‘App’ealing to the New Generation of Students

This week we began talking about technology, and the ways our schools are adapting to implement it in their classrooms. We also began discussing the SAMR model, which categorizes the various degrees in which technology is integrated within a classroom. The letters in the name are as follows:

Substitution – Technology is directly substituted for traditional methods (ex. moving from written essays to typed)

Augmentation – Technology again is directly substituted, but with enhancements to the functionality (ex. typing your essay but using a spell-check)

Modification – Technolgy redesigning and altering the way you teach (ex. using Google docs allowing multiple people to participate and give feedback at once)

Redefinition – Using technology to alter tasks in new and creative ways that were previously unheard of or impossible. (ex. creating short films using iMovie and other video-making platforms)

Photo Credit: tim.klapdor Flickr via Compfight cc

In the knowledge of these categories, our task for the week was to find an app that we had not heard of before. We were then told to try it out and give our feedback on it, while also placing in one of the categories of the SAMR model.

For my app I wanted it to relate to my field of study which is, of course, math. I began looking around at the various apps that were recommended for teachers, and I stumbled upon one called CK-12 which is available on pretty much every device. This free service offers multiple quizzes and learning resources for pretty much anything relating to Math, Science, and even some resources for English.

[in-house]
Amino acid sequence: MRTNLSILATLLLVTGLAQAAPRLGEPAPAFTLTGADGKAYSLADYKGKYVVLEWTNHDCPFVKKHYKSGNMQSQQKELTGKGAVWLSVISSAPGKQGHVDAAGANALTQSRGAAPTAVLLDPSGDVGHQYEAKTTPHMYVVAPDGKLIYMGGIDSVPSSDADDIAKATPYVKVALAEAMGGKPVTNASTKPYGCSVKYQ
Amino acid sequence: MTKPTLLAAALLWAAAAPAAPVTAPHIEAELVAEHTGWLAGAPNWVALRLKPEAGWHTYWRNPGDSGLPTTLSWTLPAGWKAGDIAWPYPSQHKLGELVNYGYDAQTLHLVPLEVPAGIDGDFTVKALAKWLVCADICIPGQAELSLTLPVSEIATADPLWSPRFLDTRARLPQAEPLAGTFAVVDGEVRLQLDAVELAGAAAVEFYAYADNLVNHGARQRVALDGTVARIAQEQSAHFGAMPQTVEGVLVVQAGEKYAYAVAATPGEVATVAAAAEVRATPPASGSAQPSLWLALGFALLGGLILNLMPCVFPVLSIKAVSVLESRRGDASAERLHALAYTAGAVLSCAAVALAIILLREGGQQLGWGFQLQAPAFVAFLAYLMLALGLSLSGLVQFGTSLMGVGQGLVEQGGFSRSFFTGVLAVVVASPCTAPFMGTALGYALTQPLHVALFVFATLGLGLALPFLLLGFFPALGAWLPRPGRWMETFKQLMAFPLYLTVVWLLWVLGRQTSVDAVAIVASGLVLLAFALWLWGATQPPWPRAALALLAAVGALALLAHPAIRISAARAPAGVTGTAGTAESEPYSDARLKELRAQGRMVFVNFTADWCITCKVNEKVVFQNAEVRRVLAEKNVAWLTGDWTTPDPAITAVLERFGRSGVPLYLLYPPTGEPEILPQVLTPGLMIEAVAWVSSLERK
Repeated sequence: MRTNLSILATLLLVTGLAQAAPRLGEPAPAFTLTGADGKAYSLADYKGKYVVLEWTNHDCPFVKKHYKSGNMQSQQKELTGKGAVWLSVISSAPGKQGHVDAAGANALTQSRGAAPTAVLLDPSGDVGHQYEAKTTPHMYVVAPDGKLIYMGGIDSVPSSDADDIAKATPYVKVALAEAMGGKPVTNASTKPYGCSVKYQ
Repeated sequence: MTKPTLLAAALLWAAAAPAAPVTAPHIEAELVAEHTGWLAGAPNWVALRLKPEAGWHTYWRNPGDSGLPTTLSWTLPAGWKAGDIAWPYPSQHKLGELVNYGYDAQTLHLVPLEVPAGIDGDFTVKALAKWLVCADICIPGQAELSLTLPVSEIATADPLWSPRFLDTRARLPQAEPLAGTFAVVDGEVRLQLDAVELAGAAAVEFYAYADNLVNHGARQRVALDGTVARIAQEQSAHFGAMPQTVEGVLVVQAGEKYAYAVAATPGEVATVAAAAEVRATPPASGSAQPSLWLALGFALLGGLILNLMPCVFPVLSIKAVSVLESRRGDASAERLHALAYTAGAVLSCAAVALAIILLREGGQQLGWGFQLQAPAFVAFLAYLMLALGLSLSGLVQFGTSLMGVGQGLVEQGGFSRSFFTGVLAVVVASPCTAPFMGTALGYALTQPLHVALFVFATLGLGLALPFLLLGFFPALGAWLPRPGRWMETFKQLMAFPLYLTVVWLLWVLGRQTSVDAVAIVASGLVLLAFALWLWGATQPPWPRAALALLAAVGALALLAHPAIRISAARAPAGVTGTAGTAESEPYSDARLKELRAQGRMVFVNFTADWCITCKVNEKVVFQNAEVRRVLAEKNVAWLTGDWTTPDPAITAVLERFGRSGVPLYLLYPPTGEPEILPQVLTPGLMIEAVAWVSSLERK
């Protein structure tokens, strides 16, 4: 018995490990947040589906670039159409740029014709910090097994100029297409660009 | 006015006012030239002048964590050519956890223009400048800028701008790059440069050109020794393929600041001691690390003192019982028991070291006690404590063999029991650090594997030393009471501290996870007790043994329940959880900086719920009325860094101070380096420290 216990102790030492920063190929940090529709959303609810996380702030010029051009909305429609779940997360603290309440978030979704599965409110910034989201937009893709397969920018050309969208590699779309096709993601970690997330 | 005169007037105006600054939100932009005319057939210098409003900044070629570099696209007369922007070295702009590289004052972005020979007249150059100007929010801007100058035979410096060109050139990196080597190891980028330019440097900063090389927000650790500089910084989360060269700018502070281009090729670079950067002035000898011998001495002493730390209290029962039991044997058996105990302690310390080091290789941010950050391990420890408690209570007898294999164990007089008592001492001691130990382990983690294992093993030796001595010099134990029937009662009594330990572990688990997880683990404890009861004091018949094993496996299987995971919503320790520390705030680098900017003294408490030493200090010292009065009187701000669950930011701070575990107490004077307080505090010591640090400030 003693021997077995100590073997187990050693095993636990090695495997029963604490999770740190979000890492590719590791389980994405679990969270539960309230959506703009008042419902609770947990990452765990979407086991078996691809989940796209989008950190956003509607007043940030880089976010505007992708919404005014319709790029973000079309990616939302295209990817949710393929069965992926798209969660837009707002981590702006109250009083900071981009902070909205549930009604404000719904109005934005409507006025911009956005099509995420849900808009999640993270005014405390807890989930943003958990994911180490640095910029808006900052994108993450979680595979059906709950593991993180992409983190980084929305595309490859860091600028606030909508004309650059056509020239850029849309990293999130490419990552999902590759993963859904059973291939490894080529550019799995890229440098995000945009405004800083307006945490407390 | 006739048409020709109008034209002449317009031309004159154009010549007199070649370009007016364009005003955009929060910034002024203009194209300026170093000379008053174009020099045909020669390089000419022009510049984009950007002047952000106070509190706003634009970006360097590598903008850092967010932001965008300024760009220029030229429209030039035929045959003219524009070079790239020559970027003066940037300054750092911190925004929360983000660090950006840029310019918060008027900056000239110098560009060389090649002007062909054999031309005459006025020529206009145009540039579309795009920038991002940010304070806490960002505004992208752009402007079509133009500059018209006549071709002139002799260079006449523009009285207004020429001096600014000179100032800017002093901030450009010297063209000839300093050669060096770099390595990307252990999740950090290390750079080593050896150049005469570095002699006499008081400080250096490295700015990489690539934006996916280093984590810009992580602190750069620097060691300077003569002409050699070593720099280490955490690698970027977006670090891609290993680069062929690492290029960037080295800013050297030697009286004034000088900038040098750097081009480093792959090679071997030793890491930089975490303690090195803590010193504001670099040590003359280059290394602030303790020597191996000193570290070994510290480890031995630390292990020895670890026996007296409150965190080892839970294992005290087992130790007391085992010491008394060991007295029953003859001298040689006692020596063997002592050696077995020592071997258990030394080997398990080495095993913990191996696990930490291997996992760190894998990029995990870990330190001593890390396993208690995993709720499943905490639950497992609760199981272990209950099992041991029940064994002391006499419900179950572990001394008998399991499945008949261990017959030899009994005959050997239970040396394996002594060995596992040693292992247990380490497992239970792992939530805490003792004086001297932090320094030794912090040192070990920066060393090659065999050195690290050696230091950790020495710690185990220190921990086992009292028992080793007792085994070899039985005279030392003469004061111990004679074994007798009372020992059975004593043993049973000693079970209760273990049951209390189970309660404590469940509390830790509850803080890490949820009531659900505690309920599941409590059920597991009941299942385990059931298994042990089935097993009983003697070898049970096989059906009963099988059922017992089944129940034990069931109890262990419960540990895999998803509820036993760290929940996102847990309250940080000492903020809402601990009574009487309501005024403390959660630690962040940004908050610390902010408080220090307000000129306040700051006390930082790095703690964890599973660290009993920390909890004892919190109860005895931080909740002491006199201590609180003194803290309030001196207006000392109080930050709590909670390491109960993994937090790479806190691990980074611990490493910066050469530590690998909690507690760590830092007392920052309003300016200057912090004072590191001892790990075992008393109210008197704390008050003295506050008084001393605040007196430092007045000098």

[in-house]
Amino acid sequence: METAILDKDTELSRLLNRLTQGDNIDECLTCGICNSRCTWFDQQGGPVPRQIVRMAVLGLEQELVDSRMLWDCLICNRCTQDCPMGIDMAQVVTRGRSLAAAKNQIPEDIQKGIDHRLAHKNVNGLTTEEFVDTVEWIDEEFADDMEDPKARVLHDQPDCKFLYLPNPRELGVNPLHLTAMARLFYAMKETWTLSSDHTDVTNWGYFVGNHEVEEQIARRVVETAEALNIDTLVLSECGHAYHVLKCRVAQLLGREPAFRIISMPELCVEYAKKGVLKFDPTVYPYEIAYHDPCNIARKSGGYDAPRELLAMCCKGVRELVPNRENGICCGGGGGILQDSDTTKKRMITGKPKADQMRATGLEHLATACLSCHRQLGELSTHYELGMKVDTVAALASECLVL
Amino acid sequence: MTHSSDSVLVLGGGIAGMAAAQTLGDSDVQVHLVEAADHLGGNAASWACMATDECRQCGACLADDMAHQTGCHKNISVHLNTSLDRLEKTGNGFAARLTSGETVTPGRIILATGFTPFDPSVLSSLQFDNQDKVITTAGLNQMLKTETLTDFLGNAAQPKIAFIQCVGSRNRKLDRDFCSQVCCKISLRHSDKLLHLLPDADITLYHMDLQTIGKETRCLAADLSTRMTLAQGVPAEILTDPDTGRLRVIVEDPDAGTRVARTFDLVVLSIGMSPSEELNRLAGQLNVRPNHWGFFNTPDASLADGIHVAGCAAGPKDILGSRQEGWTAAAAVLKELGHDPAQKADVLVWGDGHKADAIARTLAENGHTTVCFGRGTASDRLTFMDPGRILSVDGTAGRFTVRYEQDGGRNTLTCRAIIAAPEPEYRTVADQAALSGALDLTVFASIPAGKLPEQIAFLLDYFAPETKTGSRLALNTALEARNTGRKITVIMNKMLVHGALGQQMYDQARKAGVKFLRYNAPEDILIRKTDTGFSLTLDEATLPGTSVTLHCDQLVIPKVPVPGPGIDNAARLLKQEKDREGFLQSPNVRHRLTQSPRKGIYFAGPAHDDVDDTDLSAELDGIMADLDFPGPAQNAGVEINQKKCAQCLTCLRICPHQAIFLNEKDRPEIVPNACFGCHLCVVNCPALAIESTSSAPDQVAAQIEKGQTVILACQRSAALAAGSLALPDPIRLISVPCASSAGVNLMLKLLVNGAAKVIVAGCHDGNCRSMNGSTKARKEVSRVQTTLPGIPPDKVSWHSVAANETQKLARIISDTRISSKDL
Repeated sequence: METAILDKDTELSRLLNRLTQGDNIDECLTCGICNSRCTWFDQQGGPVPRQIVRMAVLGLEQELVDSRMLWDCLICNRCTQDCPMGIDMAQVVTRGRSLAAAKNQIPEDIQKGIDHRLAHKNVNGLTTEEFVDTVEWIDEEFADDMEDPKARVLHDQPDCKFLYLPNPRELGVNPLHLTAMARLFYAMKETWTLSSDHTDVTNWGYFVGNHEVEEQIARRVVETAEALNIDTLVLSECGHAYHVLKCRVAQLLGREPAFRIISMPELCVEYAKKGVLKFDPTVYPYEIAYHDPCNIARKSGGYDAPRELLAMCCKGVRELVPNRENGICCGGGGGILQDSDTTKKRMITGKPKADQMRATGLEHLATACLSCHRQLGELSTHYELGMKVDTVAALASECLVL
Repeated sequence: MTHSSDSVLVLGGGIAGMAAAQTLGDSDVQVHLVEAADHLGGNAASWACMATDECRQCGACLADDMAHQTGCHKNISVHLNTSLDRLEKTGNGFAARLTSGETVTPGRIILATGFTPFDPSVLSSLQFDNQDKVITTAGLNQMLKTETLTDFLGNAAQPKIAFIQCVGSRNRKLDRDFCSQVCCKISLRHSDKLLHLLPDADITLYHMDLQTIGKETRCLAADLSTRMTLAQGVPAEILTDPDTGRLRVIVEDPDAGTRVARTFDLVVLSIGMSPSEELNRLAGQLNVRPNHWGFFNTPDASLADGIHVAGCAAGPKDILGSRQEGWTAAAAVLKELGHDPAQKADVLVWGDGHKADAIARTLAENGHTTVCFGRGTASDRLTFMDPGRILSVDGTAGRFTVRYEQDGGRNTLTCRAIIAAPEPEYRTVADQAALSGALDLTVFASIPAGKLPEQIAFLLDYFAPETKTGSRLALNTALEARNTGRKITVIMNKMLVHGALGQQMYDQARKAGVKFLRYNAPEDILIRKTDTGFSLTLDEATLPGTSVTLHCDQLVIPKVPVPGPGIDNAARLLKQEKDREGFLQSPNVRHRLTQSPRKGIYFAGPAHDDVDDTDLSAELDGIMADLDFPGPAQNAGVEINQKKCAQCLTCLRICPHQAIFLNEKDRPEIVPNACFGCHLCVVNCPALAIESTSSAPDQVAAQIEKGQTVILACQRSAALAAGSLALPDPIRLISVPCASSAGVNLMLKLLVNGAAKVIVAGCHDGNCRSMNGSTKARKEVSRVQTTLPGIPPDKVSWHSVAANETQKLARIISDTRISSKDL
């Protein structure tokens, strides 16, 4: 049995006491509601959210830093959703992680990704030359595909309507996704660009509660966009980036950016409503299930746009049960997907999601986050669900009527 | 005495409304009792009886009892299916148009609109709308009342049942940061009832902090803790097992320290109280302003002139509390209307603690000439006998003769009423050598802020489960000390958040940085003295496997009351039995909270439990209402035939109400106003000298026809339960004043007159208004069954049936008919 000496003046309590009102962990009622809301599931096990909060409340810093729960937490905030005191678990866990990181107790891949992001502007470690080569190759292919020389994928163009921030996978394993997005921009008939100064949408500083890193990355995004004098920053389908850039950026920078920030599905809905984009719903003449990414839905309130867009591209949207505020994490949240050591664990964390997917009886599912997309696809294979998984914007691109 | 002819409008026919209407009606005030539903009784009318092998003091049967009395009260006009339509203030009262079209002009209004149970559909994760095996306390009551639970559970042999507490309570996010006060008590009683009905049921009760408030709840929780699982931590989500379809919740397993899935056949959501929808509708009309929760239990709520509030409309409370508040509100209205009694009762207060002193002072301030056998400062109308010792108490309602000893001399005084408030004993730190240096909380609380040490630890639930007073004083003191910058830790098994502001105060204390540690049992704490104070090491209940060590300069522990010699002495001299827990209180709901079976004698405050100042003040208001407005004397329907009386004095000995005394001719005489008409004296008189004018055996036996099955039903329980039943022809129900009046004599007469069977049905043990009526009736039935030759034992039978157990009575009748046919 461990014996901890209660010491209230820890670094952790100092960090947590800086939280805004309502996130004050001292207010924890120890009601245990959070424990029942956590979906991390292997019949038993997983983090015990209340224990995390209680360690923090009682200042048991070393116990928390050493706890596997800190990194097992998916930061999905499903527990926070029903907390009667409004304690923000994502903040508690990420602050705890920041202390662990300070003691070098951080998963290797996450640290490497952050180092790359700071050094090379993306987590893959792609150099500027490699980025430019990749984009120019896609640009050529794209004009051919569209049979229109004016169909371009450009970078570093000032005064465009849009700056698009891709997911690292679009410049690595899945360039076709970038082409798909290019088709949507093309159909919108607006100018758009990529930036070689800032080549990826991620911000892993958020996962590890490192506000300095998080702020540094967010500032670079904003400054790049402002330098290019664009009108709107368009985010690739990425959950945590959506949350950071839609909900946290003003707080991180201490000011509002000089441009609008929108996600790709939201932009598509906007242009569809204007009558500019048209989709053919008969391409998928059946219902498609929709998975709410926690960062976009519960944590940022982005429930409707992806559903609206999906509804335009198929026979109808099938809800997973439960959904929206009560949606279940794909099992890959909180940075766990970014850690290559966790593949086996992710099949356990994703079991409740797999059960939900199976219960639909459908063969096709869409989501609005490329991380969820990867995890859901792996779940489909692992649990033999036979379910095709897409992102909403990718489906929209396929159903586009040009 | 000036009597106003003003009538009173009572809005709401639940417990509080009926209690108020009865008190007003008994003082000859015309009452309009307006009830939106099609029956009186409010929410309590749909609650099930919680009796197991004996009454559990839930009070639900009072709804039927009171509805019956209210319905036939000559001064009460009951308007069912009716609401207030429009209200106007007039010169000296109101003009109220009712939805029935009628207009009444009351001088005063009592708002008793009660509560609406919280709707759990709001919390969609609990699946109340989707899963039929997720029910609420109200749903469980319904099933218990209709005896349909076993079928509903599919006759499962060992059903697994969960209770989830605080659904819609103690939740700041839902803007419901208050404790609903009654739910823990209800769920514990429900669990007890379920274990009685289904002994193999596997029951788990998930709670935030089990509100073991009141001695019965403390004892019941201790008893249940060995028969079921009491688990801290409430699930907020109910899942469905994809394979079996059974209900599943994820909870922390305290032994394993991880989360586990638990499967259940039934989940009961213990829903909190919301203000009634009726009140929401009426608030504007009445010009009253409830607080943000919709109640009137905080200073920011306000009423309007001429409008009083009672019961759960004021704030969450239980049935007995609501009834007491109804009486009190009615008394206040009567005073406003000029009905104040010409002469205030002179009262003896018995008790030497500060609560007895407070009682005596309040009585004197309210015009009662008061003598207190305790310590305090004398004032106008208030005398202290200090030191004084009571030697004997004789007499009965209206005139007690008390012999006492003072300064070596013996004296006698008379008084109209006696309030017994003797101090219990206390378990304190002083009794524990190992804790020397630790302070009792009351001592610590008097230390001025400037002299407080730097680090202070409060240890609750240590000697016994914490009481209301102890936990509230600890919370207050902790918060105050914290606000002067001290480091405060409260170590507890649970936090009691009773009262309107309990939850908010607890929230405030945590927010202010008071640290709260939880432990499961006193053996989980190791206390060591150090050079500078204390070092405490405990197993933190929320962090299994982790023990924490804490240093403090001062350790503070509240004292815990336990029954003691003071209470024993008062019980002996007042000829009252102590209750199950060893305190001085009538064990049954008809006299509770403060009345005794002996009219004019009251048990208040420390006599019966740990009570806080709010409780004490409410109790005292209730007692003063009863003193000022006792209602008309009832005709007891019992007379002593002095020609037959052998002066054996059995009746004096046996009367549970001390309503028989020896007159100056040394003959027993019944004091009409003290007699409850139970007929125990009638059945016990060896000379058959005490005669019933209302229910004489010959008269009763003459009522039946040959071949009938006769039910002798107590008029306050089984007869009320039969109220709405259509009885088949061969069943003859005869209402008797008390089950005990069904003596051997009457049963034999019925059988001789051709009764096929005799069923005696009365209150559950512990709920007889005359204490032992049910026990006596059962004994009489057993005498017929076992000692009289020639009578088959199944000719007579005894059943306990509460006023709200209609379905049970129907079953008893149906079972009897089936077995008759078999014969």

To start, I want to talk about the thing that I like most about it, which was that it is for everyone. Whether you are in grade 1 math or university level calculus, they provide resources for it all. I also appreciated that they provided lessons on how to learn the various math concepts, that included written explanations along with video tutorials. I can see this as being a great resource for teachers to recommend to their students, either as a review, extra practice, or even just some extra help.

The things that I didn’t like about were very few and very nitpicky, such as the app ran fairly slow at times, but for being a free app, I can not criticize it too much. One suggestion I would give the app would be to add the ability to let teachers track the progress of students if you did want to use it as a classroom tool. I think the app was designed more for individuals to get extra help, but it is a feature that would be cool to see.

Looking at the SAMR model, I believe this app would fall under the Augmentation category. I think this because it provides a technological replacement for learning and reviewing math, science and English concepts, and could be seen as a replacement for textbooks. I believe it is placed above simply the Substitution category because it caters to every individual, whether that be their subject area or learning style, which is something that is pretty much impossible to do in a traditional classroom setting. Overall this is a great app for Math teachers to recommend for their students.

Side Note: One other app that I have used before, and would check out is Photo Math, which provides step-by-step solutions to any math problem.

If you have any resources you would like to share, feel free to leave a reply down below and I would love to check them out!

 

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